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THE WAR IN UKRAINE. A wave of missile strikes by Russia against Ukraine on Monday damaged arts institutions, according to Ukraine’s culture minister, Oleksandr Tkachenko. In a Facebook post noted by NPR, the minister said that, in the capital of Kyiv, the National Philharmonic and two national museums—the Taras Shevchenko Museum and the Khanenko Museum —had sustained damage. The extent of any damage is not yet clear. Officials in Ukraine have alleged that, amid the war, Russian forces have taken objects from almost 40 museums in Ukraine and caused hundreds of millions of dollars worth of damage to cultural sites, the Associated Press has reported.
ARTIST UPDATES. Painter Amy Sherald, who is opening a show of her lucid portraits at Hauser & Wirth in London tomorrow, is in the Guardian. “For me, Black lives matter historically within the American art canon, [and] Black lives matter in our history,” she said. Painter Adrian Ghenie, who’s about to open an exhibition of his brash abstracted figurative work at Thaddaeus Ropac in London (also tomorrow), is in Artnet News. “Because I was a poster boy for the commercial system for so many years,” he said, “I think that kind of blocked any discussion about my work in a more objective way.” And Town & Country has an excerpt of journalist Graham Boynton’s new book, Wild: The Life of Peter Beard , a biography of that larger-than-life photographer and artist, who died in 2020 at 82. One tidbit: At age 11, Beard wrote a note to himself that reads, “Get adventure and riches. Make yourself famous. PS All prisons empty.”
The Uffizi Galleries in Florence, Italy, have slapped the Jean Paul Gaultier fashion house with a lawsuit, alleging that it used images of Sandro Botticelli‘s Birth of Venus (1485–86), which is in its collection, on a variety products without permission. The firm has not commented. [The Guardian]
The Founders Museum in Barre, Massachusetts, will return some 150 sacred objects to the Sioux peoples, including clothing and pipes. Some of the items have been linked to the 1890 Wounded Knee Massacre. “This is not our history of Barre,” the museum’s president, Ann Meilus, said. “This is the Lakota Sioux’s history.” [The Associated Press]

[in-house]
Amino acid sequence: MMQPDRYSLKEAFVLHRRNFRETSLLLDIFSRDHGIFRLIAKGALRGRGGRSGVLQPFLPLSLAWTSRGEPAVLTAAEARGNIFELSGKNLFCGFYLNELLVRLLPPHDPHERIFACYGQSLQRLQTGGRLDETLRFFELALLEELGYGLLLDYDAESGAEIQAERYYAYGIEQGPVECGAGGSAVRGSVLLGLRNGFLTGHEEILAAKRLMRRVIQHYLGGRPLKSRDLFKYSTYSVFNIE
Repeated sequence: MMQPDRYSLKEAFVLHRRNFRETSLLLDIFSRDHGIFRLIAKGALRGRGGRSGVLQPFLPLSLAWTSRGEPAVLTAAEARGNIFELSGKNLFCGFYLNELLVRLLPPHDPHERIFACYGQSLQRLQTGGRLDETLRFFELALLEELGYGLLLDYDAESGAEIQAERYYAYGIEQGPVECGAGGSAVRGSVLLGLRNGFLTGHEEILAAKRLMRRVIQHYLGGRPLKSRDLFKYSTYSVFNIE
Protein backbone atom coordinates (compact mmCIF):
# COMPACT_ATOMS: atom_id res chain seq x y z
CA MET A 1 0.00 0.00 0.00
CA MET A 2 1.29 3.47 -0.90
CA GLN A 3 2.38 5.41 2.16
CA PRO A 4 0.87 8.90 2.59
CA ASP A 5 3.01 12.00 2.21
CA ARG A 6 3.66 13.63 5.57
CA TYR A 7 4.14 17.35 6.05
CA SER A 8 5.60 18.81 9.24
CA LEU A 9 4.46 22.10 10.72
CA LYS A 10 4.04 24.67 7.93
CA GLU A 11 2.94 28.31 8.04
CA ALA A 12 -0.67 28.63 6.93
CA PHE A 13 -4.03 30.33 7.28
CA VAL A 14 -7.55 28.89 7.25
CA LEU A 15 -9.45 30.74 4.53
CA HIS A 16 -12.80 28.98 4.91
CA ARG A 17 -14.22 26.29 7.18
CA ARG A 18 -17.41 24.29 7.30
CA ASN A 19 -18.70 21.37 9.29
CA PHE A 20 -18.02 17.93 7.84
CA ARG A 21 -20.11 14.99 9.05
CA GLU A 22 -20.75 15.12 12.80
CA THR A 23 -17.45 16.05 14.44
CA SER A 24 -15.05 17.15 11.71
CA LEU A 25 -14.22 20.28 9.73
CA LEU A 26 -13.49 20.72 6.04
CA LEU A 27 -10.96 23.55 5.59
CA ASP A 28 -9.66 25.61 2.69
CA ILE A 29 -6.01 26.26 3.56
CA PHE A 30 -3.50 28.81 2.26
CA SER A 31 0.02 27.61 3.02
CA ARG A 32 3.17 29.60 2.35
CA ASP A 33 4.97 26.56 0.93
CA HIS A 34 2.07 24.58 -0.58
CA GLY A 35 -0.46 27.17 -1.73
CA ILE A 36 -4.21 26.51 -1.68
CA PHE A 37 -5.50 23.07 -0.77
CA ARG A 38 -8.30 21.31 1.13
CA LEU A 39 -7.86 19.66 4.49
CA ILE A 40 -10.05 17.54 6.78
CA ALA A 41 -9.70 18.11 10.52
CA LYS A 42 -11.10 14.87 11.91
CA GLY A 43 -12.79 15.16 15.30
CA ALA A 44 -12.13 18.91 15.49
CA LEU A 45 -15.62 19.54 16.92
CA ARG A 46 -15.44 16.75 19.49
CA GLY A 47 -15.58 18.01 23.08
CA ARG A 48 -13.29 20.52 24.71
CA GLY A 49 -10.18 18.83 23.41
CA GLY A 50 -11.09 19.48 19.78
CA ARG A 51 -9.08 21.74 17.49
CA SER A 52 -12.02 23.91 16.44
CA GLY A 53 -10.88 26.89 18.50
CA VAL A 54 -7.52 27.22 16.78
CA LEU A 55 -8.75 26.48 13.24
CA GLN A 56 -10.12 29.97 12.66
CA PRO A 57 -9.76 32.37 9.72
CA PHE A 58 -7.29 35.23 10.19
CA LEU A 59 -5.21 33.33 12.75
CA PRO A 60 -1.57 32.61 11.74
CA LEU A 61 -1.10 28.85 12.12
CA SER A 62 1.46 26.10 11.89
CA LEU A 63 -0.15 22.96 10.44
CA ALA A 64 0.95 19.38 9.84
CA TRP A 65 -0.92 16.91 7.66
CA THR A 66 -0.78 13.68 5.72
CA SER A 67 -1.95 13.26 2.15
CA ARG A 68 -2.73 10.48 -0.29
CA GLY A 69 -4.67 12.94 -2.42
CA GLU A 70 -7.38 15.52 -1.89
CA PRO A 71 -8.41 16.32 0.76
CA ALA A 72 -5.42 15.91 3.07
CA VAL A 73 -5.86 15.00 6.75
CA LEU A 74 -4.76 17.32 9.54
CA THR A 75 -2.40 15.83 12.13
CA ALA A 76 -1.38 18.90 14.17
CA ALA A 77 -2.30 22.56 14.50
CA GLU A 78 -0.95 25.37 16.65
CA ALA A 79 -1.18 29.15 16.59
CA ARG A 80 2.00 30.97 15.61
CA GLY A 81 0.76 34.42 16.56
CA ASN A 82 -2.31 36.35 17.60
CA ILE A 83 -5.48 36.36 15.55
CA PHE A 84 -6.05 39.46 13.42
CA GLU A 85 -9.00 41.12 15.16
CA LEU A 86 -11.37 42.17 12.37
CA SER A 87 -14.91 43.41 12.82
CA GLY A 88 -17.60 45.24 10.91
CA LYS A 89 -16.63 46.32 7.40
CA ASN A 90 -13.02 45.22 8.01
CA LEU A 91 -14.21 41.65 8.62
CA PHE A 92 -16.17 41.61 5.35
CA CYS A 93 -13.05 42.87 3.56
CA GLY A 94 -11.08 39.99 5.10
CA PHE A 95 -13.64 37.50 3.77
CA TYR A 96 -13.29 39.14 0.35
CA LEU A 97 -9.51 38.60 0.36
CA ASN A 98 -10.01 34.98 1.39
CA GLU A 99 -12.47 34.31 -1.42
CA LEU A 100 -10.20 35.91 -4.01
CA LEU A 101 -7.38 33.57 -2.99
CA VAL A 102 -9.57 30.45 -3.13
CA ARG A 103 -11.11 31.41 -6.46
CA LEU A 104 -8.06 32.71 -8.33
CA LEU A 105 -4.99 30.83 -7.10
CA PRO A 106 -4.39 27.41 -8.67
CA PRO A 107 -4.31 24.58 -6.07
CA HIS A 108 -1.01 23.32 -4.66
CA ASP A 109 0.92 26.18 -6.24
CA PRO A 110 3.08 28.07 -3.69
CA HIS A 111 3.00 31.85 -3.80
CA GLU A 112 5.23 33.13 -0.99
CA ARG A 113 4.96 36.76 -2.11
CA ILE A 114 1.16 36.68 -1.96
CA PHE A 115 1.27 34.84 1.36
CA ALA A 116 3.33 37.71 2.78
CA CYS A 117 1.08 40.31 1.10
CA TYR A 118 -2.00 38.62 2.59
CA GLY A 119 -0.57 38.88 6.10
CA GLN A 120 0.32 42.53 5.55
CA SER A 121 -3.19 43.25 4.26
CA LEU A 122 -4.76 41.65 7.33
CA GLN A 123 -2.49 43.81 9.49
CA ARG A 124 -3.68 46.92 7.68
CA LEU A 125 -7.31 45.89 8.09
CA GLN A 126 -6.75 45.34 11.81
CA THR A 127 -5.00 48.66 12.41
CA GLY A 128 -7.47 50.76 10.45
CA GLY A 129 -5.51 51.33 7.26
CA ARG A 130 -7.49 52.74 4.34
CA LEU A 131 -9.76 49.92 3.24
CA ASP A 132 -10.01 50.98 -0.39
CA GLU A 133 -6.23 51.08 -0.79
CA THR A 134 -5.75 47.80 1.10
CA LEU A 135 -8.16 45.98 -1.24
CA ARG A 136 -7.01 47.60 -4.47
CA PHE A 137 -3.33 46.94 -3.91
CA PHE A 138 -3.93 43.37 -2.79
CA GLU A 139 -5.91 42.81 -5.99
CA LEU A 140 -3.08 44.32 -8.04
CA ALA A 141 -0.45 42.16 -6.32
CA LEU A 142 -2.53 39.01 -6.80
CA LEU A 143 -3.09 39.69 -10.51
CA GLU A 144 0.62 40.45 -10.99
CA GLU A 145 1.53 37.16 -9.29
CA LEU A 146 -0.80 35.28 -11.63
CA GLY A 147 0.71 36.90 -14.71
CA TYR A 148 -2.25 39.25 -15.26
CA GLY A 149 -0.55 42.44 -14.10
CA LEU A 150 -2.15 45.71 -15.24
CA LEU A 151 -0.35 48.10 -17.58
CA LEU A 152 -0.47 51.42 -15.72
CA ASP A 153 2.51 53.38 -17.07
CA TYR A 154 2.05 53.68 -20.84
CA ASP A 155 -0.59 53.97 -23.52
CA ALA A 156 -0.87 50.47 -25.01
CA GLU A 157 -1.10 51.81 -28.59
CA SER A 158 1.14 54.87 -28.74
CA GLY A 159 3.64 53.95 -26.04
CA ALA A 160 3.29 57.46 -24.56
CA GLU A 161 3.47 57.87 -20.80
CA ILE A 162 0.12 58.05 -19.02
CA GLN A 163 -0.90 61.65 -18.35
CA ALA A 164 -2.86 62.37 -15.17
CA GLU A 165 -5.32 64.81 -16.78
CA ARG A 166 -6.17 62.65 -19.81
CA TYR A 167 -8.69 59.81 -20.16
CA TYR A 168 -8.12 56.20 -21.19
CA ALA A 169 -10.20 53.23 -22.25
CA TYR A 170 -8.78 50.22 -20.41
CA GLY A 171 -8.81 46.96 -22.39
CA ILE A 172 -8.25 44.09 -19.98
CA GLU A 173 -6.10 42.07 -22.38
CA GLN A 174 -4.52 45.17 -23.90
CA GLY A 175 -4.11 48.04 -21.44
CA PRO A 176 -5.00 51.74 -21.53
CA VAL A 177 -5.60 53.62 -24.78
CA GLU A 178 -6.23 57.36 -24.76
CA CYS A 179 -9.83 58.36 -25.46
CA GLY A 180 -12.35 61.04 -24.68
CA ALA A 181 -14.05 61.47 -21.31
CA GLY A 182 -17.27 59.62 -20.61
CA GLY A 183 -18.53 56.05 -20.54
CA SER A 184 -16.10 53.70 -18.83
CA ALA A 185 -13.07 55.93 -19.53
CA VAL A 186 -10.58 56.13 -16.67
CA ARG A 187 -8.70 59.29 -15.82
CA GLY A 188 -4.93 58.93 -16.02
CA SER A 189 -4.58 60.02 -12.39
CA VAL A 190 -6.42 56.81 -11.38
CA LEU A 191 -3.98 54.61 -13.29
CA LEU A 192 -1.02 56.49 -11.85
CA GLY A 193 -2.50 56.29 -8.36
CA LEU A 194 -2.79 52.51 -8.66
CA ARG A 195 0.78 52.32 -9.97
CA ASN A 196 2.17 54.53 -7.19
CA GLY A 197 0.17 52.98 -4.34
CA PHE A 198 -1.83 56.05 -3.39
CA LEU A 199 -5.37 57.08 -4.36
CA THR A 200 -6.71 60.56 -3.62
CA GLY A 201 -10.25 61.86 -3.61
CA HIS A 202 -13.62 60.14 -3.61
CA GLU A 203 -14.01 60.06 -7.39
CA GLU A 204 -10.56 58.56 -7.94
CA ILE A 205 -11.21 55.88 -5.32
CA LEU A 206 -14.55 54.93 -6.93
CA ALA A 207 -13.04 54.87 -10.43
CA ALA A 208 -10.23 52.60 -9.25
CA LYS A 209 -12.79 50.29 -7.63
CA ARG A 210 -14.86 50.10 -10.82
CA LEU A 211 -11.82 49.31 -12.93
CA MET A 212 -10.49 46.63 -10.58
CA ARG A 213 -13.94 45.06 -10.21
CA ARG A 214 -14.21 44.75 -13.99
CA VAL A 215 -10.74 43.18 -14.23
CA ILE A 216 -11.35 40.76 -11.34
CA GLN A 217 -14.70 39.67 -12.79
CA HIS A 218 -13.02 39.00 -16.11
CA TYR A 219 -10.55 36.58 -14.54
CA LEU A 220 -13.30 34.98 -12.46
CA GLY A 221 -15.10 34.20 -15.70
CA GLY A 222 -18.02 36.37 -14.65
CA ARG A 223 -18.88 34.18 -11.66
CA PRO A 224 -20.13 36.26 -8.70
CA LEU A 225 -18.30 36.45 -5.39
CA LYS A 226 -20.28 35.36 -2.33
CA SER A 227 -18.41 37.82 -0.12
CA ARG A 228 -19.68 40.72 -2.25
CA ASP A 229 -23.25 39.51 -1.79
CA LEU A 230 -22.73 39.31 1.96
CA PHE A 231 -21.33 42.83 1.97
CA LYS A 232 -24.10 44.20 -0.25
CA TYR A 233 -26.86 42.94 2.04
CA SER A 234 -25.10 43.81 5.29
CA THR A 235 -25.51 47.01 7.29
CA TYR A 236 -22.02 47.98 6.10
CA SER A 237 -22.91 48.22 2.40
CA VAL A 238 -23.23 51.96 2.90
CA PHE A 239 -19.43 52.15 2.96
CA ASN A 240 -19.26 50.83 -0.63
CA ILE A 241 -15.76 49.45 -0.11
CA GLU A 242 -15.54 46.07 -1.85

LA SERENISSIMA. About a month and a half remains to catch this year’s Venice Biennale. Speaking with the Los Angeles Times about a notable Surrealist element in her show, the Biennale’s director, Cecilia Alemani, proposed that one “could say that maybe we’re living in a similar time to the one in which Surrealism came about, because Surrealism was founded in 1924 in Paris in the ashes of the first World War in between two wars in a very conservative kind of right-wing global atmosphere and political situation.” While we are on the topic of Venice, the Associated Press has a thorough history of the spritz, the beloved beverage long tied to the city.
Angus Trumble, who led the National Portrait Gallery in Canberra, Australia, from 2014 to 2018, has died at 58. Trumble’s career also included serving as a curator at the Yale Center for British Art in New Haven, Connecticut, and writing the book A Brief History of the Smile (2004), “which began as a talk he gave at a conference of dentists,” Helen Musa writes. [CBR City News]
A DOUBLEHEADER. Artist Jacolby Satterwhite is on a tear, creating a video piece that for 18 months will grace the remodeled David Geffen Hall at New York’s Lincoln Center (Nina Chanel Abney has a stunner of a work there, too), the New York Times reports, and crafting visuals for a Highsnobiety story about actress Julia Fox.
In London for Frieze and looking for some real estate? A seven-story, 45-room mansion on Hyde Park was recently listed for £200 million (about $221 million). That is a bargain, of sorts: less than the £210 million it went for in 2020. Its seller is reportedly the family of Hui Ka Yan, the chairman of the beleaguered China Evergrande Group. [Architectural Digest and Bloomberg]
ART CAN CHANGE LIVES. It has been a quarter-century since the shock-filled “Sensation” exhibition opened at the Royal Academy of Arts in London, filled with works by young guns like Tracey Emin, Chris Ofili, and so many more, and in the New York Times, journalist Scott Reyburntook a look back at that moment. Reyburn talked to artists who were in the show, but he also spoke with a schoolteacher who visited at age 11, Arthur Hobhouse. “I felt like everything forbidden to me—sex, death, gore—was suddenly not only on show but being honored,” Hobhouse said. What higher praise could there be? [The New York Times]